Funding Strategies

The requirements of Health Care Reform and the Affordable Care Act (ACA) have spawned many new and innovative approaches to the design, delivery and funding of employee benefits.

Work with your CU Benefits Advisor to explore your options and help you decide on the funding strategy that’s right for your business.

Fully Insured Health Plans

A traditional fully insured health plan strategy may be right for your company. Your CU Benefits Advisor will help you understand how the various fully insured plan options — Preferred Provider Option Plans (PPO), Point of Service Plans (POS), and Health Maintenance Organizations (HMO) — can impact your employees out-of-pocket and your total plan costs. We’ll leverage our carrier relationships and local expertise to broker the best deal for your company.

Self-Funded (Self-Insured) Health Plans

A self-funding strategy offers you a number of cost advantages. You’ll be able to:

  • Improve cash flow by paying claims only when incurred
  • Avoid excessive insurance company risk charges
  • Avoid insurance company reserves
  • Avoid most taxes on premiums

A self-funded plan also gives you greater flexibility. You’ll have full access to data that enables you to gain insights into plan utilization and performance that you can’t get with a fully insured plan. You’ll see where to make adjustments for continuous plan improvement year over year. And because self-funded plans are exempt from state insurance mandates, you’ll be able to tailor your employee benefits more precisely to meet employee needs while still meeting business objectives.

Your CU Benefits advisor will sit down with you to analyze your existing plan and claims history and help determine if your employees and your business can benefit from self-funding.

Partially Self-Funded (Partially Self-Insured) Health Plans

A partially self-funded health insurance plan looks, smells, and tastes like a traditional health insurance plan. Structured properly, there won’t be any risk to you.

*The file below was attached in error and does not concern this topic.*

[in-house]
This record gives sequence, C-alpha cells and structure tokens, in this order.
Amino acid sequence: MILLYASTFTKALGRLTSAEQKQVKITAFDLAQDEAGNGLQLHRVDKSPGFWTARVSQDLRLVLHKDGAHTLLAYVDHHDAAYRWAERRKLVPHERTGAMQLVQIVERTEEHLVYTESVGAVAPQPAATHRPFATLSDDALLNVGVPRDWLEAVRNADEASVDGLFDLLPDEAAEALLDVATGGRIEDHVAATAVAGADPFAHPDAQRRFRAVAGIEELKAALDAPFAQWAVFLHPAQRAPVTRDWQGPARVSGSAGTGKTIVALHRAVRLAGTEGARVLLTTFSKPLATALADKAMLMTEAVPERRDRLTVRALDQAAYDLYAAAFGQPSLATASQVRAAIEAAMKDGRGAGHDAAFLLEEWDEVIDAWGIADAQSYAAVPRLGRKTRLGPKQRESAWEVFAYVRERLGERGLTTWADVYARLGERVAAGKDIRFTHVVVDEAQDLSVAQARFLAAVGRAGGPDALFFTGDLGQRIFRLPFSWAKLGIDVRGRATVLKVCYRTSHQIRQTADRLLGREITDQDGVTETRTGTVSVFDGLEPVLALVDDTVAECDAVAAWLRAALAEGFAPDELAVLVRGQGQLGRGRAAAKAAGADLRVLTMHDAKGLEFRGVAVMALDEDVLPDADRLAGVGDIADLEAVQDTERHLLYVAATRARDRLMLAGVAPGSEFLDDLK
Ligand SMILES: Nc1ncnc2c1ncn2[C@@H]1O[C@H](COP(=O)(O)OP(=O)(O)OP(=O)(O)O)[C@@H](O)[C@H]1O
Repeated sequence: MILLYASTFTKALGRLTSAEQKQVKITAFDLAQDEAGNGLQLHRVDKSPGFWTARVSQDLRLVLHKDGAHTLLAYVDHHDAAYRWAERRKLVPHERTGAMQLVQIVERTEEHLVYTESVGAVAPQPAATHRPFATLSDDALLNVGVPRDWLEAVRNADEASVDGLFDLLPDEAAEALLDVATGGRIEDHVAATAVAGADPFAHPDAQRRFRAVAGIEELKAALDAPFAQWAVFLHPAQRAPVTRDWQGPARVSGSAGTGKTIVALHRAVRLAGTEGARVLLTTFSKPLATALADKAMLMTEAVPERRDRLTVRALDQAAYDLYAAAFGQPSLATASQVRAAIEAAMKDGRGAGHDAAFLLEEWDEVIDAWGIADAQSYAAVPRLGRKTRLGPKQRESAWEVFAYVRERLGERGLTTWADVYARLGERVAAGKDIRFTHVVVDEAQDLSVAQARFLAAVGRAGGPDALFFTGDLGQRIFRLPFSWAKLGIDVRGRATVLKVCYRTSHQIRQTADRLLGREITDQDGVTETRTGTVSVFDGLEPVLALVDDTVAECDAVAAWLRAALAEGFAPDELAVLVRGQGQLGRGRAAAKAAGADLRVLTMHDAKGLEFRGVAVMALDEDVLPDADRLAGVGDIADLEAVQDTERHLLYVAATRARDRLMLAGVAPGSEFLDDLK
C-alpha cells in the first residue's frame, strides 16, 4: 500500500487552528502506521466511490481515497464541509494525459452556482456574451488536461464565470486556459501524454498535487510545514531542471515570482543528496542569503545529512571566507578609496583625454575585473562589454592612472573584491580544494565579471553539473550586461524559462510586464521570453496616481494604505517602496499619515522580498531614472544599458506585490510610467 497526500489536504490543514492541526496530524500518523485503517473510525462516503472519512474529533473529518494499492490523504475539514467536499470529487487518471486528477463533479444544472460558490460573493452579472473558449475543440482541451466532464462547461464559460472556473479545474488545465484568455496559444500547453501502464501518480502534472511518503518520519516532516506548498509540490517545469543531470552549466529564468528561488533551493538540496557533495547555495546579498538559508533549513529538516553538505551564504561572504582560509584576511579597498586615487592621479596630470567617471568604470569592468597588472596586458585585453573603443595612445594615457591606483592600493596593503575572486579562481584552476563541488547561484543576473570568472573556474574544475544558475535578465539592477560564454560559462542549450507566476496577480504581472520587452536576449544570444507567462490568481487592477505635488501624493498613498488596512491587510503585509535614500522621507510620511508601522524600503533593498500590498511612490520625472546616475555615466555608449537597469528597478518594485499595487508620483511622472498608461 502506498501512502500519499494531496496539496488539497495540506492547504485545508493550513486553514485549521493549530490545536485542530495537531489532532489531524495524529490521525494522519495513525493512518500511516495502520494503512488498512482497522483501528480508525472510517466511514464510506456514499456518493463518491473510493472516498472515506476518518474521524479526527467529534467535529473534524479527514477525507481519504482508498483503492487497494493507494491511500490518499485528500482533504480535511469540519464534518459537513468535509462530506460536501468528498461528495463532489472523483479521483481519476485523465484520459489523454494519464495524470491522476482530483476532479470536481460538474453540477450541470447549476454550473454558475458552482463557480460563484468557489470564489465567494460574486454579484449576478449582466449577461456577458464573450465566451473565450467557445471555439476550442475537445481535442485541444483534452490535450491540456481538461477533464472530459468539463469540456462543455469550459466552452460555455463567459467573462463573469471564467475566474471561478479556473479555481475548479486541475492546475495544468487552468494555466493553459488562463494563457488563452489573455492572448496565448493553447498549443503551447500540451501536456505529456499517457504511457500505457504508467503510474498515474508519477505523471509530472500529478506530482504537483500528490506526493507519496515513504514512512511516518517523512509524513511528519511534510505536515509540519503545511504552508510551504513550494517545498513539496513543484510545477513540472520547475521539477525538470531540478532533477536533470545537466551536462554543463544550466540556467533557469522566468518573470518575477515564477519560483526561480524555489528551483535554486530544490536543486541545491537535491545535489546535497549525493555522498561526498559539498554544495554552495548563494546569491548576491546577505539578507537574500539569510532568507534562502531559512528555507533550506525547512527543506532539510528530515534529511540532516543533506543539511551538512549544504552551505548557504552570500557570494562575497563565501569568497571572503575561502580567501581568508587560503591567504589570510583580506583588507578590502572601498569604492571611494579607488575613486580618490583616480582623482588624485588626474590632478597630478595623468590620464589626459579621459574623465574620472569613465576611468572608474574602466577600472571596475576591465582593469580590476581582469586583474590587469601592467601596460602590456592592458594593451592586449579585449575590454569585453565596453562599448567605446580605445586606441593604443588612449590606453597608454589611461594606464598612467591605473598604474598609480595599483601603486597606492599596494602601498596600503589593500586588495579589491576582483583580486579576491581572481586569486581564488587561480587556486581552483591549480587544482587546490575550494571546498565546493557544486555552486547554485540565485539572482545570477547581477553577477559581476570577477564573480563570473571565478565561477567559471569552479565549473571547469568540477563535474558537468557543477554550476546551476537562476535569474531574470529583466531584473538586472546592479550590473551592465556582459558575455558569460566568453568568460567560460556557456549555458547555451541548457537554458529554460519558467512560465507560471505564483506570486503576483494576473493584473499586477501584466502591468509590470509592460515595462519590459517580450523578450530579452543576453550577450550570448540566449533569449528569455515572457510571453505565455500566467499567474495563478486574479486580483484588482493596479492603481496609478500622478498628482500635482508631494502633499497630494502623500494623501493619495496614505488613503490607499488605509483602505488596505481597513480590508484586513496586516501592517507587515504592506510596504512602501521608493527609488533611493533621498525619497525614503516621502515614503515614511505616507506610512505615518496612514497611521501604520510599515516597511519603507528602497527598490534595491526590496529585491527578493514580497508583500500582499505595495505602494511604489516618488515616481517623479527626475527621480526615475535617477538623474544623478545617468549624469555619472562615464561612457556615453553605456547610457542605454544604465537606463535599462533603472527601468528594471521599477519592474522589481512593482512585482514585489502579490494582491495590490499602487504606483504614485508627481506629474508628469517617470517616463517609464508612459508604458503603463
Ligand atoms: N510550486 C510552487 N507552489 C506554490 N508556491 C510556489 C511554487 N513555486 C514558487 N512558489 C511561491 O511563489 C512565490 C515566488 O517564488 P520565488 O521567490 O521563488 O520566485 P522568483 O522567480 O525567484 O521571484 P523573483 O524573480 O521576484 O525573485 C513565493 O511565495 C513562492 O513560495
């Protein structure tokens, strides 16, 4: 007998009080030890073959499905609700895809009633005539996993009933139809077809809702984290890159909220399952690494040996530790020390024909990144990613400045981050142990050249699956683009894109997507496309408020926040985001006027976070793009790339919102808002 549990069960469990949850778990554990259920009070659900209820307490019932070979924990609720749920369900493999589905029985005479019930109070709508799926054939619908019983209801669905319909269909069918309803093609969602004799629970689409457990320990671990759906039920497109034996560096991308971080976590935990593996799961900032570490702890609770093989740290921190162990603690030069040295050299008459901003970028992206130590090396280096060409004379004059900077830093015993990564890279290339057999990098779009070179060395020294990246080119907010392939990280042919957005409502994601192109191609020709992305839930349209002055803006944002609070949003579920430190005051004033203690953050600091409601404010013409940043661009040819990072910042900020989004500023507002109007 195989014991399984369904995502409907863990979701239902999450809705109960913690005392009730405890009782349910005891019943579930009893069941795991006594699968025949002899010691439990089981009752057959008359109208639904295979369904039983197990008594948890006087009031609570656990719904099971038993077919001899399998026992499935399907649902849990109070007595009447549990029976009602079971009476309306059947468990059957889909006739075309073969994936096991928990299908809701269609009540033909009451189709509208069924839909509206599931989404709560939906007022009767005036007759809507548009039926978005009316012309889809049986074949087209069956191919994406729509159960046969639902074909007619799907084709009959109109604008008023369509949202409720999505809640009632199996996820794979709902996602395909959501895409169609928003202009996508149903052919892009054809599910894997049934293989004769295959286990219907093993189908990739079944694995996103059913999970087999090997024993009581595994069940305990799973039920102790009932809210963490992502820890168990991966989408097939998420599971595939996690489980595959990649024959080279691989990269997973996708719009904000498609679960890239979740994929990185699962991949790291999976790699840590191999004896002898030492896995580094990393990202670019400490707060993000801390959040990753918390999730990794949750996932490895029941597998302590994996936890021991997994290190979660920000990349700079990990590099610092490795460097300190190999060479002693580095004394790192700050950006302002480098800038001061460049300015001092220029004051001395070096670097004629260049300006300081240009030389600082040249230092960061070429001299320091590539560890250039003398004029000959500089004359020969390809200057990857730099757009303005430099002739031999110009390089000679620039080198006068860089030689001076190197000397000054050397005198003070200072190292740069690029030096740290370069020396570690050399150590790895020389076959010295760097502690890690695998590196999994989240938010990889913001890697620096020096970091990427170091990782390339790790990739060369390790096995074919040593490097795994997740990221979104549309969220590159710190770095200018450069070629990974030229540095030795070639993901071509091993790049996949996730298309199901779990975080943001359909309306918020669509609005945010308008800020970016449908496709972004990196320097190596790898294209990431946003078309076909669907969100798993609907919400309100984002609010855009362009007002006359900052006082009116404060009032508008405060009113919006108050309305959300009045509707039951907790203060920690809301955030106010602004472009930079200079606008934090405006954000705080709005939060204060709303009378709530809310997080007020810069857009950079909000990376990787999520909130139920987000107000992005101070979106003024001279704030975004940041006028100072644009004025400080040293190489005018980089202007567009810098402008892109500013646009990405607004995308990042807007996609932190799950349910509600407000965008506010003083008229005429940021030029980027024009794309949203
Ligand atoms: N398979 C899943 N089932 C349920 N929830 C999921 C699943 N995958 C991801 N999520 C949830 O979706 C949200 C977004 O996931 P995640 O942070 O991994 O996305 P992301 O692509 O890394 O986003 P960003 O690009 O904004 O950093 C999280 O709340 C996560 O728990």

Here’s how it works:

  • You budget for premiums just as you do now. A portion of those premiums goes into a claims fund that will be used to pay the first portion of health claims that arise in your group. As in a traditional self-funded plan, you are actually paying your employees’ claims. But, unlike a true self-funded plan…
  • You have an “aggregate deductible” or stop-loss for large claims. Once you’ve reached that number, an insurance company takes over the payment of claims.
  • There is no risk to you. Your premiums are calculated to fund the claims up to the aggregate deductible amount.
  • You only pay for what you use. If you don’t use up the money in your claims fund, you get to keep it.  If you do use up the money budgeted for claims, you end up paying what would be equivalent to a fully insured premium.

Consumer-Driven Health Plans

A Consumer-Driven Health Plan (CDHP) aims to bring your employees to a better understanding of the costs of their health care and to take a greater share of the responsibility for the management of those costs.

Because CDHPs feature a high deductible, they are often supported by tax-exempt Health Savings Accounts (HSAs), Health Reimbursement Accounts (HRAs), and/or a Health Flexible Spending Accounts (FSAs). Your employees use their tax-exempt account savings to help cover deductibles, co-insurance, qualified health care expenses or invest those savings for future medical costs.

Your CU Benefits advisor can help you explore the consumer-driven approach to funding your health care benefits. Together, we can design a plan that fits your financial objectives and also gives your employees the support they need to understand their options, track their expenses, and improve their health.

Cafeteria Plans

A Cafeteria Plan implements a benefits funding strategy that can mean tax savings for both you and your employees. Under Section 125 of the IRS code, a Cafeteria Plan offers employees the option of using pre-tax payroll dollars to pay premiums for a range of benefits including health insurance, group-term life insurance, and voluntary or supplemental insurance. Like a CDHP, a Cafeteria Plan will typically include tax-exempt savings accounts from which employees pay premiums.

Contact your CU Benefits advisor to learn more about the advantages of the Cafeteria Plan or any of your funding strategy options. Together we’ll design the plan that works for you.